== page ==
Thinking of the Black soldier as incapable of pain may have informed Mangin’s military strategies: several thousand African soldiers lost their lives in his all-out offensives. Yet his belief in the ferocious capability of Black bodies was shared on both sides of World War I. The Tirailleurs Sénégalais on the western front were considered to be headhunters, fighting with desperate fury and brandishing big combat knives.
For their part, what image did the African recruits form of the blue-eyed men for whom, and with whom, they fought? How did they cope? In the novel, after Mademba’s horrible end, Alfa attempts to alleviate his guilt by becoming a more violent and unconventional fighter, embracing the inescapable violence and accepting savagery as his lot:
The only difference between my friends the Toucouleurs and the Sérères, the Bambaras and the Malinkés, the Soussous, the Haoussas, the Mossis, the Markas, the Soninkés, the Senoufos, the Bobos, and the other Wolofs, the only difference between them and me is that I became savage intentionally.
On several occasions, he is the last man to return to the trench after a retreat is called, waiting to kill one of the enemy soldiers. When he does so, he brings back “the spoils of a savage war,” “an enemy rifle, along with the hand that went with it.” He repeatedly reenacts his friend’s death by disemboweling German soldiers before giving them the mercy blow he denied Mademba. He describes his method as follows:
The enemy from the other side gasps and screams, now in stark silence because of the gag I’ve cinched around his mouth. He screams in stark silence when I take all the insides of his belly and put them outside in the rain, in the wind, in the snow, or in the bright moonlight. If at this moment his blue eyes don’t dim forever, then I lie down next to him, I turn his face toward mine and I watch him die a little, then I slit his throat, cleanly, humanely. At night, all blood is black.
When he returns with his first three hands, his captain and trench-mates are pleased. But by the fourth hand, they begin to find him strange.
There is now a marked difference between his bravery—unregulated, self-directed—and that of other “Chocolats of black Africa,” as the French call them. “Don’t tell me that we don’t need madness on the battlefield,” Alfa says. “Temporary madness, in war, is bravery’s sister. But when you seem crazy all the time, continuously, without stopping, that’s when you make people afraid, even your war brothers.” Rumors begin to circulate that he is something other than a soldier: a soldier-sorcerer, a man who has become death. After he returns with a seventh hand, he is sent to a mental institution.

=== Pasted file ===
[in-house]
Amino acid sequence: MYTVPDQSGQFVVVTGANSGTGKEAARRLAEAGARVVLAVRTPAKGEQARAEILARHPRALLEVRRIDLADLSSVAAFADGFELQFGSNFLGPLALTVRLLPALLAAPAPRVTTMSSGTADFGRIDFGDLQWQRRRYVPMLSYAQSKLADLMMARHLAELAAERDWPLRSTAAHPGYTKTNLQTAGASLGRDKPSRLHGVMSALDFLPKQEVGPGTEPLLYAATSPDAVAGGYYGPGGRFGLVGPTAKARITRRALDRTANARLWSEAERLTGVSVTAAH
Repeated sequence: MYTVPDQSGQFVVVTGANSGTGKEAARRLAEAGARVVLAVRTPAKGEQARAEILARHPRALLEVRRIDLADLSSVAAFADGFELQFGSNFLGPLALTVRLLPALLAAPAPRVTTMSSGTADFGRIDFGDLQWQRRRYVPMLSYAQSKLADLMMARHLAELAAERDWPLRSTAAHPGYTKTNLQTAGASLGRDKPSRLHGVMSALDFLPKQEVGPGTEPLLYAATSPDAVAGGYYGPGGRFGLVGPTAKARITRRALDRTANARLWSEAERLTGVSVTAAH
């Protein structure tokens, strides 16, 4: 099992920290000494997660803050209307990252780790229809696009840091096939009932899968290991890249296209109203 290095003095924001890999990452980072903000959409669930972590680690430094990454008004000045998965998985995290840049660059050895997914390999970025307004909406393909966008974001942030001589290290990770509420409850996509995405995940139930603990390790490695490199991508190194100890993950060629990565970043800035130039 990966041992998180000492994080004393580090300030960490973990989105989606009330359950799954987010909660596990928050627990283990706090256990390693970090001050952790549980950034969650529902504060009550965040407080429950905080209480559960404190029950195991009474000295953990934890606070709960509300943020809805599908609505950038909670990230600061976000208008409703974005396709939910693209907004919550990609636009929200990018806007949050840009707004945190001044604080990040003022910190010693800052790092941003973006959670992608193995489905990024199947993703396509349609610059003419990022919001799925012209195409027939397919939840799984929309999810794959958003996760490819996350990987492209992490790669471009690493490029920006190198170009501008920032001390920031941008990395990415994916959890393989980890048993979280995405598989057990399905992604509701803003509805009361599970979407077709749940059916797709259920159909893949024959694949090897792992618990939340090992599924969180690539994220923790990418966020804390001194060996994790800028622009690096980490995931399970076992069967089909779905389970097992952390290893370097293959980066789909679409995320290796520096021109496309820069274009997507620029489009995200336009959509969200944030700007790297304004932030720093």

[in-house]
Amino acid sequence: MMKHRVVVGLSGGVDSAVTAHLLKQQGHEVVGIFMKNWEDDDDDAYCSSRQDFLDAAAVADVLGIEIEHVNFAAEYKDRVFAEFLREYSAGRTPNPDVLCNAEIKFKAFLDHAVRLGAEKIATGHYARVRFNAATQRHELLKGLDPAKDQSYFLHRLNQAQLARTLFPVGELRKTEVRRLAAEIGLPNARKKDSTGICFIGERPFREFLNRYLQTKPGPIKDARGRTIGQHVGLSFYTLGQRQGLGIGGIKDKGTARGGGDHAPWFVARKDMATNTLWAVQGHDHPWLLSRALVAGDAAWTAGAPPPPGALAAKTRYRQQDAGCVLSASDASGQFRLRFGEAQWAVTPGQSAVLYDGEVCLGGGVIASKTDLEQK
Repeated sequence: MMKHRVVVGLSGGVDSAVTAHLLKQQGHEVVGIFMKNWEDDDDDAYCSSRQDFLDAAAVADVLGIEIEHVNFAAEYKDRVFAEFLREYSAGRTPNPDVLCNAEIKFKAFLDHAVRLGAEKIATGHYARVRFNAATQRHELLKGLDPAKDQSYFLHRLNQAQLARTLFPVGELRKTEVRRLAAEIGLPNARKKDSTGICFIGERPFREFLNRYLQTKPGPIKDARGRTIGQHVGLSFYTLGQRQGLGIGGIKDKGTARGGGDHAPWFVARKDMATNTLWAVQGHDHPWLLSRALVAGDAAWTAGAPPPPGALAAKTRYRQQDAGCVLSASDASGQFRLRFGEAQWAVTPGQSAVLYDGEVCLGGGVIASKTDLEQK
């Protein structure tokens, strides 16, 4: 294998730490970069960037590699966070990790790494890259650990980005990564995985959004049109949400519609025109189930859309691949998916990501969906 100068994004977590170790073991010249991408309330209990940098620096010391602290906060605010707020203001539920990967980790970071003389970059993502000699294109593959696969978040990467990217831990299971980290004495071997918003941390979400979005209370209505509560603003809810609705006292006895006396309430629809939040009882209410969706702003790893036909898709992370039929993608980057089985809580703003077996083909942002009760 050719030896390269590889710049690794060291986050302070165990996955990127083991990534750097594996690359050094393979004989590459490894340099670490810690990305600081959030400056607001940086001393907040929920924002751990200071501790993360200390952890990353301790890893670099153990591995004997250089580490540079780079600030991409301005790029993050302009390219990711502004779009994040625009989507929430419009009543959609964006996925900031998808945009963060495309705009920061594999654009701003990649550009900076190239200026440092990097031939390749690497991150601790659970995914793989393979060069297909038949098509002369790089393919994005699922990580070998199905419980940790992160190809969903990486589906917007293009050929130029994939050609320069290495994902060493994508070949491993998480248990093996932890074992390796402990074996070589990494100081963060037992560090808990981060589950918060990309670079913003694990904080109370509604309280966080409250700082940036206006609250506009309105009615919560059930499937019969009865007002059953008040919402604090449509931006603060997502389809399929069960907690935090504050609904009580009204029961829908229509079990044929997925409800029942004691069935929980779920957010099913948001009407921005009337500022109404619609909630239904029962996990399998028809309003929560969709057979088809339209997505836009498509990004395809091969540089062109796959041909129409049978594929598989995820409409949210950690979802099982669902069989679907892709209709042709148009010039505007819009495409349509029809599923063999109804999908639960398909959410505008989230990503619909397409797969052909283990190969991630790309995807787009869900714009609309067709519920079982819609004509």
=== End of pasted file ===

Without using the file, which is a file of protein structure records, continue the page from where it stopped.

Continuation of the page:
As far as we know, of all the hundreds of nonfiction books published in the decade after World War I, only one was written by an African about his wartime experiences: Bakary Diallo’s Force-Bonté (Strength and Goodness, 1926). Last year, Diallo’s book was reissued together with one of the few other works by a Senegalese World War I veteran, Lamine Senghor’s 1927 propaganda pamphlet La violation d’un pays (The Rape of a Country), under the joint title White War, Black Soldiers.
Diallo and Senghor were both wounded during the war, Diallo in 1914 (a shattered jaw, reconstructed afterward by surgery) and Senghor in 1917 (permanent damage to his lungs from a mustard gas attack, from which he later died). They had very different views about the empire for which they fought. Diallo believed in France’s civilizing mission. “France’s power is so vast that it could protect all of Africa,” he wrote, recalling his time in Morocco, where he had been posted to quell a rebellion. “France has a noble heart and a spirit of absolute fairness. That’s why it’s been given a mission of utmost importance, to ensure good relations and understanding among people.” Senghor’s pamphlet, on the other hand, written during his time as a member of the French Communist Party, is a dystopian fable about the twin evils of French imperialism and World War I. At the end of the story he describes a revolution in which “King Colonialism was delivered to the tender mercies of the angel of death.”